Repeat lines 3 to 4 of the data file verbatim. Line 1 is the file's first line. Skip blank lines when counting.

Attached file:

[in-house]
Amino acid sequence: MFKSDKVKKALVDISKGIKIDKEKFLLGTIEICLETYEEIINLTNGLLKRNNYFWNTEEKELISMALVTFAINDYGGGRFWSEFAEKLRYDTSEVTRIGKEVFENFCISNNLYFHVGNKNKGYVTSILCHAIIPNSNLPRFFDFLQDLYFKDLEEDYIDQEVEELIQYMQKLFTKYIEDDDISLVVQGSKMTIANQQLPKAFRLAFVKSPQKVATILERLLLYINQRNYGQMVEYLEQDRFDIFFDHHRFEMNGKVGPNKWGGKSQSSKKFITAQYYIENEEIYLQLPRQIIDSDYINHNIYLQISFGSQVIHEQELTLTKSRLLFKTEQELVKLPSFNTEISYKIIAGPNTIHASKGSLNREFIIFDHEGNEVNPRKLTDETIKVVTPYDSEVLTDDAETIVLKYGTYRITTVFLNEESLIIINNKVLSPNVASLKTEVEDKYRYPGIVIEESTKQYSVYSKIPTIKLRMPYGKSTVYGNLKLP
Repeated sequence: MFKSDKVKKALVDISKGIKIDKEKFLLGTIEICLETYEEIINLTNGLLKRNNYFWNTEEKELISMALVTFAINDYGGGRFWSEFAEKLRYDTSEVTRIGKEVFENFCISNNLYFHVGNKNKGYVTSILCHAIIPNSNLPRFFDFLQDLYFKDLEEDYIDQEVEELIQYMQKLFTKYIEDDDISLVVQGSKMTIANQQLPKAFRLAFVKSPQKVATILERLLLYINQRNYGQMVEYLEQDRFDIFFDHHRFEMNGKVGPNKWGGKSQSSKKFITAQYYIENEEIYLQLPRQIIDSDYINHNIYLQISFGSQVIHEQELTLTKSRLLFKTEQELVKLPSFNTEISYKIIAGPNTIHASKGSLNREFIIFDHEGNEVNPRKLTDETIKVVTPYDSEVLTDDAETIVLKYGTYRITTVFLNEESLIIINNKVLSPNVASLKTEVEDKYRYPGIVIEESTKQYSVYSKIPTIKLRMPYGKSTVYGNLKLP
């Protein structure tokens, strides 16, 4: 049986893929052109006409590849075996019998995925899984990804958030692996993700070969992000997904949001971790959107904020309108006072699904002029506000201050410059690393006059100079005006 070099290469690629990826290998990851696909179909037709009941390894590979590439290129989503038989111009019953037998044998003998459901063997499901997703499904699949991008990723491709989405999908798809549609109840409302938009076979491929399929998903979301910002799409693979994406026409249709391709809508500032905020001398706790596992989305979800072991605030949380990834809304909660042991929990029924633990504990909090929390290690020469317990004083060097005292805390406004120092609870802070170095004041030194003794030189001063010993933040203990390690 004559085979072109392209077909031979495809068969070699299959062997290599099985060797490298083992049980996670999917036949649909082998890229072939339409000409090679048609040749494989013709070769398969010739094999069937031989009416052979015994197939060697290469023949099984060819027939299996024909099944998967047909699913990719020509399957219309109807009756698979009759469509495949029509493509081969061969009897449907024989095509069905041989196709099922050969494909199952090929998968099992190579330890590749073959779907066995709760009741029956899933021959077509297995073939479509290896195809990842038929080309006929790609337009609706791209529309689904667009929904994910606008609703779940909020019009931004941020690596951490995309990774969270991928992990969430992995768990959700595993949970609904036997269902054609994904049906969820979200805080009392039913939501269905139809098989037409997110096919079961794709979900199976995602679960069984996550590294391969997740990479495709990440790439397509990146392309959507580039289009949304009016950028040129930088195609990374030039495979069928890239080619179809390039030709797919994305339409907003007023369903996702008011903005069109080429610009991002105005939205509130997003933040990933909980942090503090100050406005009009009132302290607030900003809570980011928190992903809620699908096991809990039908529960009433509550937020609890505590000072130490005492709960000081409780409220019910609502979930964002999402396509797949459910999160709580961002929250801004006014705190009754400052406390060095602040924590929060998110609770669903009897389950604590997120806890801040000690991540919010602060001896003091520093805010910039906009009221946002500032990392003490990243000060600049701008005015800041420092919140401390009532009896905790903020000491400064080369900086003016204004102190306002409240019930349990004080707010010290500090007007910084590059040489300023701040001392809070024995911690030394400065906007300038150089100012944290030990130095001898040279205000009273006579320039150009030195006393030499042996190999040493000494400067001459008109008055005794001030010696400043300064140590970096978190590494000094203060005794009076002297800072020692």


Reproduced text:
Repeated sequence: MFKSDKVKKALVDISKGIKIDKEKFLLGTIEICLETYEEIINLTNGLLKRNNYFWNTEEKELISMALVTFAINDYGGGRFWSEFAEKLRYDTSEVTRIGKEVFENFCISNNLYFHVGNKNKGYVTSILCHAIIPNSNLPRFFDFLQDLYFKDLEEDYIDQEVEELIQYMQKLFTKYIEDDDISLVVQGSKMTIANQQLPKAFRLAFVKSPQKVATILERLLLYINQRNYGQMVEYLEQDRFDIFFDHHRFEMNGKVGPNKWGGKSQSSKKFITAQYYIENEEIYLQLPRQIIDSDYINHNIYLQISFGSQVIHEQELTLTKSRLLFKTEQELVKLPSFNTEISYKIIAGPNTIHASKGSLNREFIIFDHEGNEVNPRKLTDETIKVVTPYDSEVLTDDAETIVLKYGTYRITTVFLNEESLIIINNKVLSPNVASLKTEVEDKYRYPGIVIEESTKQYSVYSKIPTIKLRMPYGKSTVYGNLKLP
């Protein structure tokens, strides 16, 4: 049986893929052109006409590849075996019998995925899984990804958030692996993700070969992000997904949001971790959107904020309108006072699904002029506000201050410059690393006059100079005006 070099290469690629990826290998990851696909179909037709009941390894590979590439290129989503038989111009019953037998044998003998459901063997499901997703499904699949991008990723491709989405999908798809549609109840409302938009076979491929399929998903979301910002799409693979994406026409249709391709809508500032905020001398706790596992989305979800072991605030949380990834809304909660042991929990029924633990504990909090929390290690020469317990004083060097005292805390406004120092609870802070170095004041030194003794030189001063010993933040203990390690 004559085979072109392209077909031979495809068969070699299959062997290599099985060797490298083992049980996670999917036949649909082998890229072939339409000409090679048609040749494989013709070769398969010739094999069937031989009416052979015994197939060697290469023949099984060819027939299996024909099944998967047909699913990719020509399957219309109807009756698979009759469509495949029509493509081969061969009897449907024989095509069905041989196709099922050969494909199952090929998968099992190579330890590749073959779907066995709760009741029956899933021959077509297995073939479509290896195809990842038929080309006929790609337009609706791209529309689904667009929904994910606008609703779940909020019009931004941020690596951490995309990774969270991928992990969430992995768990959700595993949970609904036997269902054609994904049906969820979200805080009392039913939501269905139809098989037409997110096919079961794709979900199976995602679960069984996550590294391969997740990479495709990440790439397509990146392309959507580039289009949304009016950028040129930088195609990374030039495979069928890239080619179809390039030709797919994305339409907003007023369903996702008011903005069109080429610009991002105005939205509130997003933040990933909980942090503090100050406005009009009132302290607030900003809570980011928190992903809620699908096991809990039908529960009433509550937020609890505590000072130490005492709960000081409780409220019910609502979930964002999402396509797949459910999160709580961002929250801004006014705190009754400052406390060095602040924590929060998110609770669903009897389950604590997120806890801040000690991540919010602060001896003091520093805010910039906009009221946002500032990392003490990243000060600049701008005015800041420092919140401390009532009896905790903020000491400064080369900086003016204004102190306002409240019930349990004080707010010290500090007007910084590059040489300023701040001392809070024995911690030394400065906007300038150089100012944290030990130095001898040279205000009273006579320039150009030195006393030499042996190999040493000494400067001459008109008055005794001030010696400043300064140590970096978190590494000094203060005794009076002297800072020692």